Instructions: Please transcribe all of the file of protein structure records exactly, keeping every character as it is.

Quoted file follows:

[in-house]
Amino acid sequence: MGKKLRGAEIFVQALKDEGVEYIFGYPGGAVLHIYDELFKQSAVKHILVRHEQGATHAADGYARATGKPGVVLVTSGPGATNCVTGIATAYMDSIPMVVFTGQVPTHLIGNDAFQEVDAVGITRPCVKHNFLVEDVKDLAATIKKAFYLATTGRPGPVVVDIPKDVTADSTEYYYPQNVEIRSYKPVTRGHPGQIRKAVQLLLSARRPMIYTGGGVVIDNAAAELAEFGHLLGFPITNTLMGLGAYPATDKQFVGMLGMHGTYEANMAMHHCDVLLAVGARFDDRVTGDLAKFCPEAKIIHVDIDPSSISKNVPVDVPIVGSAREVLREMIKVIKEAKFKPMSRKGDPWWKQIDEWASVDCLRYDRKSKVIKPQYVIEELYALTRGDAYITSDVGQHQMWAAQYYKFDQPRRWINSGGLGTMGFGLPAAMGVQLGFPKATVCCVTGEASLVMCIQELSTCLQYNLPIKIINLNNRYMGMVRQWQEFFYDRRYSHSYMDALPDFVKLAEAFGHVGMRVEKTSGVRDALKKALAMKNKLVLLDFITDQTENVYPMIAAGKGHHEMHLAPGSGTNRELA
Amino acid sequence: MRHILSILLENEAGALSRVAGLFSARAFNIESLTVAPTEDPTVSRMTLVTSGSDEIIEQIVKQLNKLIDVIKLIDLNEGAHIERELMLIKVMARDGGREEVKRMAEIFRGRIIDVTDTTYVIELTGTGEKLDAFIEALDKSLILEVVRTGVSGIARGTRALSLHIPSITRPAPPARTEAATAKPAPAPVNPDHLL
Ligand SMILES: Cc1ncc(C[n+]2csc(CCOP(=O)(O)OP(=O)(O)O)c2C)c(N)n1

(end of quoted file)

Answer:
[in-house]
Amino acid sequence: MGKKLRGAEIFVQALKDEGVEYIFGYPGGAVLHIYDELFKQSAVKHILVRHEQGATHAADGYARATGKPGVVLVTSGPGATNCVTGIATAYMDSIPMVVFTGQVPTHLIGNDAFQEVDAVGITRPCVKHNFLVEDVKDLAATIKKAFYLATTGRPGPVVVDIPKDVTADSTEYYYPQNVEIRSYKPVTRGHPGQIRKAVQLLLSARRPMIYTGGGVVIDNAAAELAEFGHLLGFPITNTLMGLGAYPATDKQFVGMLGMHGTYEANMAMHHCDVLLAVGARFDDRVTGDLAKFCPEAKIIHVDIDPSSISKNVPVDVPIVGSAREVLREMIKVIKEAKFKPMSRKGDPWWKQIDEWASVDCLRYDRKSKVIKPQYVIEELYALTRGDAYITSDVGQHQMWAAQYYKFDQPRRWINSGGLGTMGFGLPAAMGVQLGFPKATVCCVTGEASLVMCIQELSTCLQYNLPIKIINLNNRYMGMVRQWQEFFYDRRYSHSYMDALPDFVKLAEAFGHVGMRVEKTSGVRDALKKALAMKNKLVLLDFITDQTENVYPMIAAGKGHHEMHLAPGSGTNRELA
Amino acid sequence: MRHILSILLENEAGALSRVAGLFSARAFNIESLTVAPTEDPTVSRMTLVTSGSDEIIEQIVKQLNKLIDVIKLIDLNEGAHIERELMLIKVMARDGGREEVKRMAEIFRGRIIDVTDTTYVIELTGTGEKLDAFIEALDKSLILEVVRTGVSGIARGTRALSLHIPSITRPAPPARTEAATAKPAPAPVNPDHLL
Ligand SMILES: Cc1ncc(C[n+]2csc(CCOP(=O)(O)OP(=O)(O)O)c2C)c(N)n1